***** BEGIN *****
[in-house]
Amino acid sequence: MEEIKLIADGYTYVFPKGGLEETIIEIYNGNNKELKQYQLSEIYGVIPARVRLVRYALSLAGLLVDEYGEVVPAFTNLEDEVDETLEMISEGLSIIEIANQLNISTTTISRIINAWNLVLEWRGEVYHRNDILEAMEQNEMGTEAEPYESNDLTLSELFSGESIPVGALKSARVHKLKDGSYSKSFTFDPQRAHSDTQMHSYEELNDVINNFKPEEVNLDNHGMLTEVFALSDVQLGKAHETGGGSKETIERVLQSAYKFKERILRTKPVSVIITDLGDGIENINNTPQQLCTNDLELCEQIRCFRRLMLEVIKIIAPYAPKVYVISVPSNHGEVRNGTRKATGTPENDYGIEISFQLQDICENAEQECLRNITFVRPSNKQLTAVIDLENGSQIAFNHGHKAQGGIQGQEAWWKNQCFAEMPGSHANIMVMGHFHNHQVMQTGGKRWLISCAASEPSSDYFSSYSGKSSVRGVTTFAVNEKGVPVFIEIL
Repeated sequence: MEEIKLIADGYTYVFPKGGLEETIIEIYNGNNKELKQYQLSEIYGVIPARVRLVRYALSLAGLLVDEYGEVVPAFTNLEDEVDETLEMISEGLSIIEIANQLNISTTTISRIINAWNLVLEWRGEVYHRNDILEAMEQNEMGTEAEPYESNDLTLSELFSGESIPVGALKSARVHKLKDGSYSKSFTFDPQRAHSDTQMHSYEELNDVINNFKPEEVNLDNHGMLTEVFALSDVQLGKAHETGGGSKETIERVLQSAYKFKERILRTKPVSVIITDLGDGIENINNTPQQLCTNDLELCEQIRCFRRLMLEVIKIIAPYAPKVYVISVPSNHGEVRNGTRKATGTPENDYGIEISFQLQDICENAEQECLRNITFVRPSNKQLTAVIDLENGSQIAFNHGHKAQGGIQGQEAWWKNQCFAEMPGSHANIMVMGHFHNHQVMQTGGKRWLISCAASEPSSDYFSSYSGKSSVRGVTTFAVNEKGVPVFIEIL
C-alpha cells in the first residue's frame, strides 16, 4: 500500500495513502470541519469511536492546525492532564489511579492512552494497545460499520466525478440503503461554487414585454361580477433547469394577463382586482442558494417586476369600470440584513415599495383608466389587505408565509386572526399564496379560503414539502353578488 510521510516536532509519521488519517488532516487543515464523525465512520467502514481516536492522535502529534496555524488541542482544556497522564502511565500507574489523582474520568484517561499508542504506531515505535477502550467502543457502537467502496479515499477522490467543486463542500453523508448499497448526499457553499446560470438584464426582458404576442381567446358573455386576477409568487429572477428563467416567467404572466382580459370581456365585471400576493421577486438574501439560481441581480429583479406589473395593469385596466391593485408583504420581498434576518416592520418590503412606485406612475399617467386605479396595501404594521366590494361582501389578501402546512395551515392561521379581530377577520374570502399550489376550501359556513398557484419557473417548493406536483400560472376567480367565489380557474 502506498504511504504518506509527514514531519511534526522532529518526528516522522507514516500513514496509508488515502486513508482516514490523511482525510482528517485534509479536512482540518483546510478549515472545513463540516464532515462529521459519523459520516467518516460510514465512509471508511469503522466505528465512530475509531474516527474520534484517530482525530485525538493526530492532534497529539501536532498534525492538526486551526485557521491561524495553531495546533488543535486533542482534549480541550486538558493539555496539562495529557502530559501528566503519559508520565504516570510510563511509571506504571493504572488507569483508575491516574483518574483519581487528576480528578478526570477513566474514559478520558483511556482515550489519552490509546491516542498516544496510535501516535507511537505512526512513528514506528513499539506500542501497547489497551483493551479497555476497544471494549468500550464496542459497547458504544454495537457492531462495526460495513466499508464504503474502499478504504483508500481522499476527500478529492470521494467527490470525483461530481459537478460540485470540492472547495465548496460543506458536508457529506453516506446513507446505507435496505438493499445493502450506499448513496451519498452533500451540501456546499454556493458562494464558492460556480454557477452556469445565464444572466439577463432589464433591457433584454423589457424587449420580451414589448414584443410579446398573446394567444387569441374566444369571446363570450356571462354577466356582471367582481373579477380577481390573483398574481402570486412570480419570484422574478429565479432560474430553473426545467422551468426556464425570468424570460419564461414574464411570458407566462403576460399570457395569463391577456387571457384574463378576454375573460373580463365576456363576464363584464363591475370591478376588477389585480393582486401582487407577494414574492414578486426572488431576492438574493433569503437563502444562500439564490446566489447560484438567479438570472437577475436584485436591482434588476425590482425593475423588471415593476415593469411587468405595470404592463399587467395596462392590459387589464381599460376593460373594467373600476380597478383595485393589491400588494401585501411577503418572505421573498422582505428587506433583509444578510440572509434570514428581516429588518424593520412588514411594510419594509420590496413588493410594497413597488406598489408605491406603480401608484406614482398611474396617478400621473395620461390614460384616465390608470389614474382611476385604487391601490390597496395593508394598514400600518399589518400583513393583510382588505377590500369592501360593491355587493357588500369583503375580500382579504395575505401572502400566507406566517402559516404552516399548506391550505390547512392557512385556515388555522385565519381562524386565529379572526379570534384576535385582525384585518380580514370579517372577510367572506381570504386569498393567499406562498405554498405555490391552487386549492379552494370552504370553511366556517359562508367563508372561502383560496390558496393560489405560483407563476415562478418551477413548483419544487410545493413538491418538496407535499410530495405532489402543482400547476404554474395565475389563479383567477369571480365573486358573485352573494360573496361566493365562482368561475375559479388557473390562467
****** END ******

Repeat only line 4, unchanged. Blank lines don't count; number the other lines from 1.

C-alpha cells in the first residue's frame, strides 16, 4: 500500500495513502470541519469511536492546525492532564489511579492512552494497545460499520466525478440503503461554487414585454361580477433547469394577463382586482442558494417586476369600470440584513415599495383608466389587505408565509386572526399564496379560503414539502353578488 510521510516536532509519521488519517488532516487543515464523525465512520467502514481516536492522535502529534496555524488541542482544556497522564502511565500507574489523582474520568484517561499508542504506531515505535477502550467502543457502537467502496479515499477522490467543486463542500453523508448499497448526499457553499446560470438584464426582458404576442381567446358573455386576477409568487429572477428563467416567467404572466382580459370581456365585471400576493421577486438574501439560481441581480429583479406589473395593469385596466391593485408583504420581498434576518416592520418590503412606485406612475399617467386605479396595501404594521366590494361582501389578501402546512395551515392561521379581530377577520374570502399550489376550501359556513398557484419557473417548493406536483400560472376567480367565489380557474 502506498504511504504518506509527514514531519511534526522532529518526528516522522507514516500513514496509508488515502486513508482516514490523511482525510482528517485534509479536512482540518483546510478549515472545513463540516464532515462529521459519523459520516467518516460510514465512509471508511469503522466505528465512530475509531474516527474520534484517530482525530485525538493526530492532534497529539501536532498534525492538526486551526485557521491561524495553531495546533488543535486533542482534549480541550486538558493539555496539562495529557502530559501528566503519559508520565504516570510510563511509571506504571493504572488507569483508575491516574483518574483519581487528576480528578478526570477513566474514559478520558483511556482515550489519552490509546491516542498516544496510535501516535507511537505512526512513528514506528513499539506500542501497547489497551483493551479497555476497544471494549468500550464496542459497547458504544454495537457492531462495526460495513466499508464504503474502499478504504483508500481522499476527500478529492470521494467527490470525483461530481459537478460540485470540492472547495465548496460543506458536508457529506453516506446513507446505507435496505438493499445493502450506499448513496451519498452533500451540501456546499454556493458562494464558492460556480454557477452556469445565464444572466439577463432589464433591457433584454423589457424587449420580451414589448414584443410579446398573446394567444387569441374566444369571446363570450356571462354577466356582471367582481373579477380577481390573483398574481402570486412570480419570484422574478429565479432560474430553473426545467422551468426556464425570468424570460419564461414574464411570458407566462403576460399570457395569463391577456387571457384574463378576454375573460373580463365576456363576464363584464363591475370591478376588477389585480393582486401582487407577494414574492414578486426572488431576492438574493433569503437563502444562500439564490446566489447560484438567479438570472437577475436584485436591482434588476425590482425593475423588471415593476415593469411587468405595470404592463399587467395596462392590459387589464381599460376593460373594467373600476380597478383595485393589491400588494401585501411577503418572505421573498422582505428587506433583509444578510440572509434570514428581516429588518424593520412588514411594510419594509420590496413588493410594497413597488406598489408605491406603480401608484406614482398611474396617478400621473395620461390614460384616465390608470389614474382611476385604487391601490390597496395593508394598514400600518399589518400583513393583510382588505377590500369592501360593491355587493357588500369583503375580500382579504395575505401572502400566507406566517402559516404552516399548506391550505390547512392557512385556515388555522385565519381562524386565529379572526379570534384576535385582525384585518380580514370579517372577510367572506381570504386569498393567499406562498405554498405555490391552487386549492379552494370552504370553511366556517359562508367563508372561502383560496390558496393560489405560483407563476415562478418551477413548483419544487410545493413538491418538496407535499410530495405532489402543482400547476404554474395565475389563479383567477369571480365573486358573485352573494360573496361566493365562482368561475375559479388557473390562467